…in all the right places! (Part II)
In part 1 of this blog series, we discussed the importance of the sagittal or “side view” curves of the entire human spine. In part 2 of this blog series, I would like to go into greater detail as to why proper spinal curves are critical, when dealing with proper biomechanics, spinal health and back pain.
Knee pain is a common complaint which can limit many activities of daily living such as standing up from a chair, going up and down stairs, or simply walking. There are multiple different types of knee pain which can be treated by a physical therapist. The one I would like to discuss today is called Patellofemoral Pain Syndrome (PFPS or Runner’s Knee).
While spine surgery is not for everyone, for those who must undergo surgery, I am often asked my opinion as to whether physical therapy is needed after surgery. Some patients and even doctors have been nervous about early physical therapy, preferring to wait 4-6 weeks prior to starting PT.
However, one disadvantage of waiting is that during the first few weeks after surgery, patients have relatively little feedback from a health care professional on how to move, and bend and take care of their back. Whereas, if involved in physical therapy, the patient is able to learn and be more closely monitored as he/she heals.
While low back pain in adolescents is less common than in the elderly, there are some instances in which a young person should seek medical advice. One such condition is pars fracture.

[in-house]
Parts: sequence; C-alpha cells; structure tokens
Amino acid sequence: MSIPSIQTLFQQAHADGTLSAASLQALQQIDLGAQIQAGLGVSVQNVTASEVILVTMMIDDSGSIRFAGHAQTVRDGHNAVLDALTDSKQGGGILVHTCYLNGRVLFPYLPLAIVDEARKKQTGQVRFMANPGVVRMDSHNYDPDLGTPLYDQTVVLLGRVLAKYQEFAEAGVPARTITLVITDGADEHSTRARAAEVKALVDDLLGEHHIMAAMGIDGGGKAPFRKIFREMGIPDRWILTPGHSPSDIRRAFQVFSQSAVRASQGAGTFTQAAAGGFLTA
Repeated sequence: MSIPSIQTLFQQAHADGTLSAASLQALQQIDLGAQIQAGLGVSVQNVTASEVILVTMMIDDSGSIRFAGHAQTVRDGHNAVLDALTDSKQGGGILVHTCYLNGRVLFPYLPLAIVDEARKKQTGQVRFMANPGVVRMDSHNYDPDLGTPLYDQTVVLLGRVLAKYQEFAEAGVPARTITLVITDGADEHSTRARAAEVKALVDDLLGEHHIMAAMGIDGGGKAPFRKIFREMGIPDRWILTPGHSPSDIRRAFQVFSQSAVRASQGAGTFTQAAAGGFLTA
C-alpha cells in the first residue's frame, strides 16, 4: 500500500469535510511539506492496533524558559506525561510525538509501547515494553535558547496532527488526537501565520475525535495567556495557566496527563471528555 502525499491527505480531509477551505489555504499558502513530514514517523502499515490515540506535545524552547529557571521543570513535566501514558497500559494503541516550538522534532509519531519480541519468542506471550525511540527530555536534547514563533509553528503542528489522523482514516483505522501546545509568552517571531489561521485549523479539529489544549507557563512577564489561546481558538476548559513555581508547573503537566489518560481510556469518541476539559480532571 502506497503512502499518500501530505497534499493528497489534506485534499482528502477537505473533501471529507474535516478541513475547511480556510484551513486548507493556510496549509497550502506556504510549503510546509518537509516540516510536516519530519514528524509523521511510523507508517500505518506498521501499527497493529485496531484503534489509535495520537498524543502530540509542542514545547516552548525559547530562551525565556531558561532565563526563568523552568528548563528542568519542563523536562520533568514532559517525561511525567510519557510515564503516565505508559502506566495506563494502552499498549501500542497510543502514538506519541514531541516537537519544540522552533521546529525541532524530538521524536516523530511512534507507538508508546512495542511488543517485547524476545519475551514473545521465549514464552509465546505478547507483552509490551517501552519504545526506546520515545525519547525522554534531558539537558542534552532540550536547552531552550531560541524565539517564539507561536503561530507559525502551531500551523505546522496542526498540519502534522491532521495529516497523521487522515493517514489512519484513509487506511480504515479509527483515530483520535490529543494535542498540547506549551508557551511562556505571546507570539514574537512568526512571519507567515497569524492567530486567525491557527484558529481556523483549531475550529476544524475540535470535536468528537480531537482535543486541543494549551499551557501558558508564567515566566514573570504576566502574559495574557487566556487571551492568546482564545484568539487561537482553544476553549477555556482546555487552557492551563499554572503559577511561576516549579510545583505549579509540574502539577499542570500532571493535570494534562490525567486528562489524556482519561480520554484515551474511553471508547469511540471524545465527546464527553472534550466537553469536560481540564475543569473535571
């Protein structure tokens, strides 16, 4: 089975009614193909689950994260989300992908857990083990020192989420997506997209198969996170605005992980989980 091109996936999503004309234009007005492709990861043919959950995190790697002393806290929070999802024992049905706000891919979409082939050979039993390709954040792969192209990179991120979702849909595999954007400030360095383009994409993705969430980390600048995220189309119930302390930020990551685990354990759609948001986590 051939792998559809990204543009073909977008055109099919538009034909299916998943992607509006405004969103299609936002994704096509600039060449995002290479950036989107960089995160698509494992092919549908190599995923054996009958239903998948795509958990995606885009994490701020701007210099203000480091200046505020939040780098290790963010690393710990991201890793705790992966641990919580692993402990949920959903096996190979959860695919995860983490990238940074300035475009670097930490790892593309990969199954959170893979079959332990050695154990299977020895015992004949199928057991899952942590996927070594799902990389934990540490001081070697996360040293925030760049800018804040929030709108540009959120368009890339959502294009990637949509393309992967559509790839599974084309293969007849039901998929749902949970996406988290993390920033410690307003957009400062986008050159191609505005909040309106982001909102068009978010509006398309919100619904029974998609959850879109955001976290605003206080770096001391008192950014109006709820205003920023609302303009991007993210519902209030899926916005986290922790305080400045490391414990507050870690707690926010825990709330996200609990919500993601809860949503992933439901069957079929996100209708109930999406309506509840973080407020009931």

This cause of low back pain can be seen in young athletes in sports as cheerleading, soccer, football, wrestling, weight lifting, volleyball, rowing, dancing and gymnastics.
…in all the right places! (Part I)
“Doc, I know why I have lower back pain,” says the new patient in the exam room. “My general practitioner said I have curvature of the spine.”
Do I look at the patient in disbelief? Or do I assume that they are describing a scoliosis deformity or a congenital spinal problem? Only after a detailed history, examination and x-rays could we really understand what “problem” the patient was actually trying to describe.
When we assess our patients’ spine we make it a priority to look and see which HEALTHY CURVES are in place. That’s right folks, not all curves are bad, especially if they are in the right places.